By Sossity Chiricuzio, PQ Monthly
I want to help you feel good in your body.
That is not only the purpose of this column, but also the driving force behind every healer I know. Many queer folks, and anyone else with a body that varies from what is called the norm but is actually rare, have likely had a very different experience when seeking healthcare. The best healers are trying to be not only a cure, but an antidote to that sense of betrayal, or shame, or invisibility that can come in a small room with an authority figure assessing you for wrong-ness.
Similarly, sex is often made out to be dirty, deviant, full of pitfalls, traps and guilt. While I fully support playing on those concepts of deviance and dirty during well negotiated and consensual sex play, I don’t believe that sex is any of those things. To give and receive pleasure in this quirky bag of water, nerves, and bones is one of the best gifts we’ve been given.
This space is for that antidote. For that sacred temple that is both your body, and the journey to being fully in it. For honest, kind, respectful answers to your questions, and examples of self-care, and access to information about health and joy and pleasure. For the ways we can embody our stories, our truths, and our desires.
Like many adventures, it’s good to start with some basics. I’ve asked Suzi Levy D.C. of Asha Wellness to give us the benefit of her many years of experience as both a massage therapist and a chiropractor.
Let’s start with what a bad back is:
First the disclaimer. This is a long disclaimer, a summary of what would otherwise be a book. For purposes of simplicity, I am going to be focusing on penetrative sex; in order to be gender and identity inclusive, I will refer to a giver (someone who is doing the penetrating) and receiver (someone being penetrated). Please keep in mind that the mechanics will change slightly based on the tool someone is using to penetrate or depending on which part of the pelvis is being penetrated. Please use this article for educational purposes. If you are having back pain or need ergonomic advice for sex, please seek care from a qualified professional.
A bad back is any issue that causes back pain, muscle spasm or other discomfort. The pain can be anywhere from the top of your neck to the bottom of your tailbone. Often people are referring to a pain they feel right now or to the fact that their back will feel pain if they engage in too much activity.
How is this most likely to affect sexual positions?
It is not so much the positions they can’t get into but the pain that stops them from wanting to participate in the first place. The few patients who actually admit that pain is interfering with their sex lives report frustration with having to choose between a fulfilling sexual experience and living the next 5 days without a “bad back.”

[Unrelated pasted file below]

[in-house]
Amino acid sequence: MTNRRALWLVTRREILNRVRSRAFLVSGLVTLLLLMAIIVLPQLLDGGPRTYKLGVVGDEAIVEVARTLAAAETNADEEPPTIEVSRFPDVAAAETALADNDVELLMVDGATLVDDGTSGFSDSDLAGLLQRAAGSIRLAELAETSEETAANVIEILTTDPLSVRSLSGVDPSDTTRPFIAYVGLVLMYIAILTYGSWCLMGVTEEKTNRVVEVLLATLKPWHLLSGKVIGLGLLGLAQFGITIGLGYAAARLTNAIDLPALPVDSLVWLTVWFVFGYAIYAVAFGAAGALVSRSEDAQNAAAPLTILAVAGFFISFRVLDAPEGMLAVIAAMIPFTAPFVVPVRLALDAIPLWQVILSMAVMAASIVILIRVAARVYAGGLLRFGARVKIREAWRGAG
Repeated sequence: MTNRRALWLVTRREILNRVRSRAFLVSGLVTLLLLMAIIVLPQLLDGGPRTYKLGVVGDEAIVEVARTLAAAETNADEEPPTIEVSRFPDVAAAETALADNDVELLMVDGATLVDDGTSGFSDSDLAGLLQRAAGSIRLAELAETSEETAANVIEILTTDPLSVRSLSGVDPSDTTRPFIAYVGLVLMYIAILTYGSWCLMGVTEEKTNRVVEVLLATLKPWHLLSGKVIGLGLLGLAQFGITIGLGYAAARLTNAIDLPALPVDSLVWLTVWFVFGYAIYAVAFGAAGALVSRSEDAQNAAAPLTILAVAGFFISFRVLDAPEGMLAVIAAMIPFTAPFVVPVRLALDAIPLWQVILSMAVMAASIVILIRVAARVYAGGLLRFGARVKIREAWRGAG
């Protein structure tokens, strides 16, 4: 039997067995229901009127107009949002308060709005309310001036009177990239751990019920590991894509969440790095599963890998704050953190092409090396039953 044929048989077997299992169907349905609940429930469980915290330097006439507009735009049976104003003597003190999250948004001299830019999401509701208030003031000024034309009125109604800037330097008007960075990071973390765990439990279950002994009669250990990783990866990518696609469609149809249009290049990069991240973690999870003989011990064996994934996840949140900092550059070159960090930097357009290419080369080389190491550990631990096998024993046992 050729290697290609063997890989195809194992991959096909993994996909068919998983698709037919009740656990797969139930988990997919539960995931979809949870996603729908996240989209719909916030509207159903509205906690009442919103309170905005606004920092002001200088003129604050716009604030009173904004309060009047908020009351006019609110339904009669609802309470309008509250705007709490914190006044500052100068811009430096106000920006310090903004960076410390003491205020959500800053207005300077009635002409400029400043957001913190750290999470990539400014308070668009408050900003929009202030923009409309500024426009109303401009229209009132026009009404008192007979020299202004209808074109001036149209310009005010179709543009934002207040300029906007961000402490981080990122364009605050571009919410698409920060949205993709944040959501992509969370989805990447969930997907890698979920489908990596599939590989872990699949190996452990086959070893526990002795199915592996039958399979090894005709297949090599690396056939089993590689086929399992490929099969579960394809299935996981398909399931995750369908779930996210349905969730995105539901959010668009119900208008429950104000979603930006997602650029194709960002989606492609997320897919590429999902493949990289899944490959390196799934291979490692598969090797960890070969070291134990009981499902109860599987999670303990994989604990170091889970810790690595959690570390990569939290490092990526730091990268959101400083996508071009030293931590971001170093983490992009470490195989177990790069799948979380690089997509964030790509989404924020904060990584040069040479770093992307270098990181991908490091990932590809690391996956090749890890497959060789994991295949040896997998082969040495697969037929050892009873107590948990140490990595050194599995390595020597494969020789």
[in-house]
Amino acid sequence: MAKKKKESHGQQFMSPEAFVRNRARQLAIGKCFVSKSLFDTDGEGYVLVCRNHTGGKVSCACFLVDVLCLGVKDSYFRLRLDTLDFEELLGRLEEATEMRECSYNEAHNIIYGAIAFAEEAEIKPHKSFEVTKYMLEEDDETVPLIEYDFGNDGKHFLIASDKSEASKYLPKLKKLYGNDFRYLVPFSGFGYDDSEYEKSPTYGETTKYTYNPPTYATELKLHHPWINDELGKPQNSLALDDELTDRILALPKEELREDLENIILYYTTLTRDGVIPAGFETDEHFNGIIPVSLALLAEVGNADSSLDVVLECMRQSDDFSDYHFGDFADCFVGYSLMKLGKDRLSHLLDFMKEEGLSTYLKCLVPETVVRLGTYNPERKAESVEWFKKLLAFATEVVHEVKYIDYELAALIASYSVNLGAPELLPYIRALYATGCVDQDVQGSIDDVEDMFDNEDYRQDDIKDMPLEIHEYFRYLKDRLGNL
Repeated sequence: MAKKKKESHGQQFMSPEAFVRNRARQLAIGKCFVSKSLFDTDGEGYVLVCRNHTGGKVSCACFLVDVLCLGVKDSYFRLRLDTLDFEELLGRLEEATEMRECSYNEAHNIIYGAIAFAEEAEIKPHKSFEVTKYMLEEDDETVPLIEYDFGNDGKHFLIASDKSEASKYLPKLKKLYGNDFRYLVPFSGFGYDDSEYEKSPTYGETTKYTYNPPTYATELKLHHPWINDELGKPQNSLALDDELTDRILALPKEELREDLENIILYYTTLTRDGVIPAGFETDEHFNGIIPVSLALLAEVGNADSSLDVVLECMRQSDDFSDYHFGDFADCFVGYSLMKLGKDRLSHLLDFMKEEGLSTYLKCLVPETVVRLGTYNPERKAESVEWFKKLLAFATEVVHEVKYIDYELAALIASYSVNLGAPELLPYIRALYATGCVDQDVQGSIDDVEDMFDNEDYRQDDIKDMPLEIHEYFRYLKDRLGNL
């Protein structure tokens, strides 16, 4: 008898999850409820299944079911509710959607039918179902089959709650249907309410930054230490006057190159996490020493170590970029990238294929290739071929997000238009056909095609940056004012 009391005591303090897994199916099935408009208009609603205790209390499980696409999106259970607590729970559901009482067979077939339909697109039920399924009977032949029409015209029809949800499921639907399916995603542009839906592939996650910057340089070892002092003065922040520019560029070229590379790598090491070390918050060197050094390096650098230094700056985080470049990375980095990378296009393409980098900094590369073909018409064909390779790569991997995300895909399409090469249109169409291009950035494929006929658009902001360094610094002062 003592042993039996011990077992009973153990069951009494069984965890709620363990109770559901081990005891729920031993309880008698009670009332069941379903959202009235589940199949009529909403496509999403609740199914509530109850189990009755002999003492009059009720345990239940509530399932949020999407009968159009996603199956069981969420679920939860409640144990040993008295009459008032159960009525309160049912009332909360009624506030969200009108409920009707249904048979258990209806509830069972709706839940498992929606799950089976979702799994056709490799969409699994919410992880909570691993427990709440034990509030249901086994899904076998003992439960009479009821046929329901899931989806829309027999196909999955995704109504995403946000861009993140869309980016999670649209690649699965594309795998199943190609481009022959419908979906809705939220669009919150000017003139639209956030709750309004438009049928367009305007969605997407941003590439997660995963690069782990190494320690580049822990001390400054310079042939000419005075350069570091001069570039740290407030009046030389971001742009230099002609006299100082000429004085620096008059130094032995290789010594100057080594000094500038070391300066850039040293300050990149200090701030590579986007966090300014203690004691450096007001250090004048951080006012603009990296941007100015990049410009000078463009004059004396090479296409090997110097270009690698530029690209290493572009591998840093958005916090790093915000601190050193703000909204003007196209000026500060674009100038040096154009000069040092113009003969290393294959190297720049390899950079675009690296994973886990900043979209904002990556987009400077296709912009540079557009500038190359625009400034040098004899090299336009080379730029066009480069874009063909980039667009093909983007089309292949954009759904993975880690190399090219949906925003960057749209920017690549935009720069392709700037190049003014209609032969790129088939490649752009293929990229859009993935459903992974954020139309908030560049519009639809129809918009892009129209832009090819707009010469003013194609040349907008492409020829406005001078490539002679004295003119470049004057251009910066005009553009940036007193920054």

Why do injuries get exacerbated during sex?
As much as I would love all my patients to be perfectly aware of their ergonomics at all times, this is a tall order during sex. What most are aware of is the goal. “Feel good, make another feel good, contort into an awkward position so that I can watch while another feels good. Contort even further so I keep feeling good – need to go a little to the left to get to the right spot? Sure I can become a pretzel for the next 5 min.”
If you were to go to the gym and do 10 hip extensions properly and start to fail proper form on the 11th, any good trainer would say, “OK you’re done. If you keep going you are going to injure yourself.” But in the moment of sex all you are hearing both inside and outside of your head is “more!” And how many more reps do you plan to do? AS MANY AS IT TAKES! And my back hurts? What’s a back? I believe that there are only two or three parts of my body right now and my low back ain’t invited to this party.
Or even if one is aware enough to realize “Ah, my perfect thrusting form has started to falter, I am now recruiting the incorrect muscles for this movement. Surely this will hurt later.” Most of the time the answer is “so be it.” Unless you are riding solo, there is at least one other person who has a stake in your movements.
What are some good positions for people with bad backs?
During sex, you are either in flexion or extension. If you are a person that feels better standing than sitting, then you are going to do better with extension. If you are person who feel better sitting than standing, you are going to do better with flexion.
If you are a person who is always having to go between standing and sitting because nothing feels good for long then, you guessed it, you are going to have to be switching up your positions a little more often.
Anything else you want to leave our readers with?
Hollywood teaches us that sex should be a whirlwind of spontaneous intensity that can act as a temporary reset button for all the troubles of your life. But remember, those Hollywood scenes are scripted. Communicate with your partner about what makes you feel good and what doesn’t. It will not only increase your pleasure, it will increase trust and intimacy.
I look forward to the article you write on how to talk to your sex partners about pain during sex.
End note: If you have questions you’d like me to answer or seek out answers for, products you’d like me to review, people you’d like to hear from, or resources to share, please get in touch!
Sossity can be reached at email@example.com.